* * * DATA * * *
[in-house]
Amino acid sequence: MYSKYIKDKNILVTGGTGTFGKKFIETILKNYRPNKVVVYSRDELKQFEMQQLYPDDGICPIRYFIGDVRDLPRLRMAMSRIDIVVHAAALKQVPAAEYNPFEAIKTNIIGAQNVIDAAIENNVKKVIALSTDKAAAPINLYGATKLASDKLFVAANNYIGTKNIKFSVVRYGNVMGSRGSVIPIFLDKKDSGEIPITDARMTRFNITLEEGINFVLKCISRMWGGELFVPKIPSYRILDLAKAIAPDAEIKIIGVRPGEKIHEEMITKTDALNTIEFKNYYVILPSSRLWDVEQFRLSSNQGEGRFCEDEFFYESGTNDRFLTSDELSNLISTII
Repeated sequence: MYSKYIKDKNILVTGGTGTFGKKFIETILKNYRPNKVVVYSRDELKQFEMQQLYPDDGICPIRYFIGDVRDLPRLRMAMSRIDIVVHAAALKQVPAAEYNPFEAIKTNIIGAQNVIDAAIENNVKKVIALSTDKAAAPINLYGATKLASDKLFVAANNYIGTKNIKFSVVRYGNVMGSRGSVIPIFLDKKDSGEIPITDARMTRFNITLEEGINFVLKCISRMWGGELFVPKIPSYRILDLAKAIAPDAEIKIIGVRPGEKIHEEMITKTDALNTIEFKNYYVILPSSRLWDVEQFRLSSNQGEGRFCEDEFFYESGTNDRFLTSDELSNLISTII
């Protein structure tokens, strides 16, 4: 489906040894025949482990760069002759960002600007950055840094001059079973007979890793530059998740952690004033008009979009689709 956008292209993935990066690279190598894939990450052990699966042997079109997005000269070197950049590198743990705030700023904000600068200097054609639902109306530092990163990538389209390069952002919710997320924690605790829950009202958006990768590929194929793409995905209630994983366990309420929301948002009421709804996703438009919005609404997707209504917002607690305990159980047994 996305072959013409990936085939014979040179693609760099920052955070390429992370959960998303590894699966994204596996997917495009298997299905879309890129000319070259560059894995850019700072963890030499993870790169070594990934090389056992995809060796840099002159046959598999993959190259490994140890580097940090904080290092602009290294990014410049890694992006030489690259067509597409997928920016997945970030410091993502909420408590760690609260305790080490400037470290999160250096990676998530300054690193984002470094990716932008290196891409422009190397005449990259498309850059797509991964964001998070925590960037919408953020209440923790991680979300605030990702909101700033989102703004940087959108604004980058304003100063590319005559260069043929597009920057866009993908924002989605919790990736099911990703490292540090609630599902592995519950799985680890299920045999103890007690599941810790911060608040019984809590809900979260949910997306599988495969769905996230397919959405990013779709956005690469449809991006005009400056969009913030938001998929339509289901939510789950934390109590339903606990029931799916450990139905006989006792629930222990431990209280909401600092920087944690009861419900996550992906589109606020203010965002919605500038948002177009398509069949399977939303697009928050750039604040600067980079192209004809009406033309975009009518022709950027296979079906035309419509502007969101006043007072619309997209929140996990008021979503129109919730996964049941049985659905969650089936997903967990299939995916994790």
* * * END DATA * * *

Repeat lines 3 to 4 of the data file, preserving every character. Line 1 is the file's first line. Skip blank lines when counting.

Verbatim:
Repeated sequence: MYSKYIKDKNILVTGGTGTFGKKFIETILKNYRPNKVVVYSRDELKQFEMQQLYPDDGICPIRYFIGDVRDLPRLRMAMSRIDIVVHAAALKQVPAAEYNPFEAIKTNIIGAQNVIDAAIENNVKKVIALSTDKAAAPINLYGATKLASDKLFVAANNYIGTKNIKFSVVRYGNVMGSRGSVIPIFLDKKDSGEIPITDARMTRFNITLEEGINFVLKCISRMWGGELFVPKIPSYRILDLAKAIAPDAEIKIIGVRPGEKIHEEMITKTDALNTIEFKNYYVILPSSRLWDVEQFRLSSNQGEGRFCEDEFFYESGTNDRFLTSDELSNLISTII
């Protein structure tokens, strides 16, 4: 489906040894025949482990760069002759960002600007950055840094001059079973007979890793530059998740952690004033008009979009689709 956008292209993935990066690279190598894939990450052990699966042997079109997005000269070197950049590198743990705030700023904000600068200097054609639902109306530092990163990538389209390069952002919710997320924690605790829950009202958006990768590929194929793409995905209630994983366990309420929301948002009421709804996703438009919005609404997707209504917002607690305990159980047994 996305072959013409990936085939014979040179693609760099920052955070390429992370959960998303590894699966994204596996997917495009298997299905879309890129000319070259560059894995850019700072963890030499993870790169070594990934090389056992995809060796840099002159046959598999993959190259490994140890580097940090904080290092602009290294990014410049890694992006030489690259067509597409997928920016997945970030410091993502909420408590760690609260305790080490400037470290999160250096990676998530300054690193984002470094990716932008290196891409422009190397005449990259498309850059797509991964964001998070925590960037919408953020209440923790991680979300605030990702909101700033989102703004940087959108604004980058304003100063590319005559260069043929597009920057866009993908924002989605919790990736099911990703490292540090609630599902592995519950799985680890299920045999103890007690599941810790911060608040019984809590809900979260949910997306599988495969769905996230397919959405990013779709956005690469449809991006005009400056969009913030938001998929339509289901939510789950934390109590339903606990029931799916450990139905006989006792629930222990431990209280909401600092920087944690009861419900996550992906589109606020203010965002919605500038948002177009398509069949399977939303697009928050750039604040600067980079192209004809009406033309975009009518022709950027296979079906035309419509502007969101006043007072619309997209929140996990008021979503129109919730996964049941049985659905969650089936997903967990299939995916994790």